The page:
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The Trader’s Top Ten Questions

Introduction

Nancy Kline once said ‘A question works because, unlike a statement which requires you to obey, a question requires you to think.’ People prefer to think rather than obey.

This article presents a series of questions that the financial trader should regularly be asking themselves.

Can I improve my trading?

It is important to regularly direct your mind towards ways in which you can improve. I believe that a trader who stops getting better, stops getting good.

The world of a financial trader is highly dynamic, one that constantly changes and evolves. As a professional it is your job to assume that there is always something new to learn and apply that will improve you as a trader.

Am I enjoying my work?

In many of my other articles I emphasise the value of creating a positive internal state before you engage in any performance related behaviour.

How you feel is an important predictor of how well you behave.

Feeling confident and motivated before you begin trading significantly increases your chances of success compared to if you were feeling negative.

By asking yourself the question ‘Am I enjoying my work’ regularly serves as a reminder to generate a positive state before you trade.

What will stop me from being a successful trader?

In all walks of life there are obstacles to overcome, and part of being a success involves persevering in the face of such difficulties.

This self directed question will help you to uncover and predict the potential pitfalls that may stifle your success as a trader.

In my opinion everyone has some awareness of there weaknesses, and can usually identify the likely candidates that can cause problems in the future.

By uncovering these potential obstacles you are able to consciously develop strategies to tackle them.

In my experience self-discipline is predicted by many traders to be a potential obstacle. Traders often feel that the temptation to take high risk trades, and disobey basic money management principles can be so over whelming at times.

Whatever your potential pitfalls maybe, uncovering them early on will give you time to devise ways to cope if or when they do arrive.

By trading the stock markets am I serving my personal values?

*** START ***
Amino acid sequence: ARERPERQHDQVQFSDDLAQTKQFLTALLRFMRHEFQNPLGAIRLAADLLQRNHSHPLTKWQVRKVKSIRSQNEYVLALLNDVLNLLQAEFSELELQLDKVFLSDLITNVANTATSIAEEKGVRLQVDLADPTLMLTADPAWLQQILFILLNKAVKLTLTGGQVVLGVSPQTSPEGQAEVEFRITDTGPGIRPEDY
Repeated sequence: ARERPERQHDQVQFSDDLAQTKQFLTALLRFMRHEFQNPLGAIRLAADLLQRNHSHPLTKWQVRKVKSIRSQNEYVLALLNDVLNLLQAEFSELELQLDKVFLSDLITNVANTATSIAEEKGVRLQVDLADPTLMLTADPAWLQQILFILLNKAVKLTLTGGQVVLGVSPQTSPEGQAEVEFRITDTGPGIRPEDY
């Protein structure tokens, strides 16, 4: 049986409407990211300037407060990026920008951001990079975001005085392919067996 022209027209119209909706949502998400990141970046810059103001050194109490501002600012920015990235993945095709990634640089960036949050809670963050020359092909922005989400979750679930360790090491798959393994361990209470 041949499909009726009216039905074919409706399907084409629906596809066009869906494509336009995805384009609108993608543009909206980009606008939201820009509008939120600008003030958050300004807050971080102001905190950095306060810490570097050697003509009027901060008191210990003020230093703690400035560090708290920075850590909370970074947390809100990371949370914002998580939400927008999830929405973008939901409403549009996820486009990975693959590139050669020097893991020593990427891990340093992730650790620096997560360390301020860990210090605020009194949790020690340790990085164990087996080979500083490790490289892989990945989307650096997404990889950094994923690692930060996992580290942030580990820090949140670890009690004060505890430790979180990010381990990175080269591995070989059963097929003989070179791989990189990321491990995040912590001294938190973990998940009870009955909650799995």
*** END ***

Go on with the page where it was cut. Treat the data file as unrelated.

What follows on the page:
Who you are and who you chose to be should largely be a function of your personal values. As a financial trader it is important to make sure that your profession sits in line with your personal values.

Personal values and priorities change overtime which is why it is important that you regularly ask yourself this question. It is likely that if financial trading is not in sync with your personal values your ability to trade well will be compromised.

Are you an opportunist or a strategist?

There is huge gulf between the way an opportunist and a strategist thinks.

The opportunist is a highly ego orientated individual that is driven by greed and lucrative outcomes. The opportunist way of thinking overlooks the mechanics of how to perform well, and solely focuses on the desired outcome.

Strategic thinkers on the other hand focus on the processes behind successful behaviours allowing them to replicate their trading actions. Consequently positive outcomes naturally follow from their process orientated mindset.

When an opportunistic mindset sets in, you lose sight of all the important processes that are intrinsic to succeeding in the financial markets. Consequently your trading performances are likely to suffer.

By regularly asking yourself this question you continue to make sure that you remain a strategist instead of an opportunist.

Onto Part Two

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Click here to read part two of this article.

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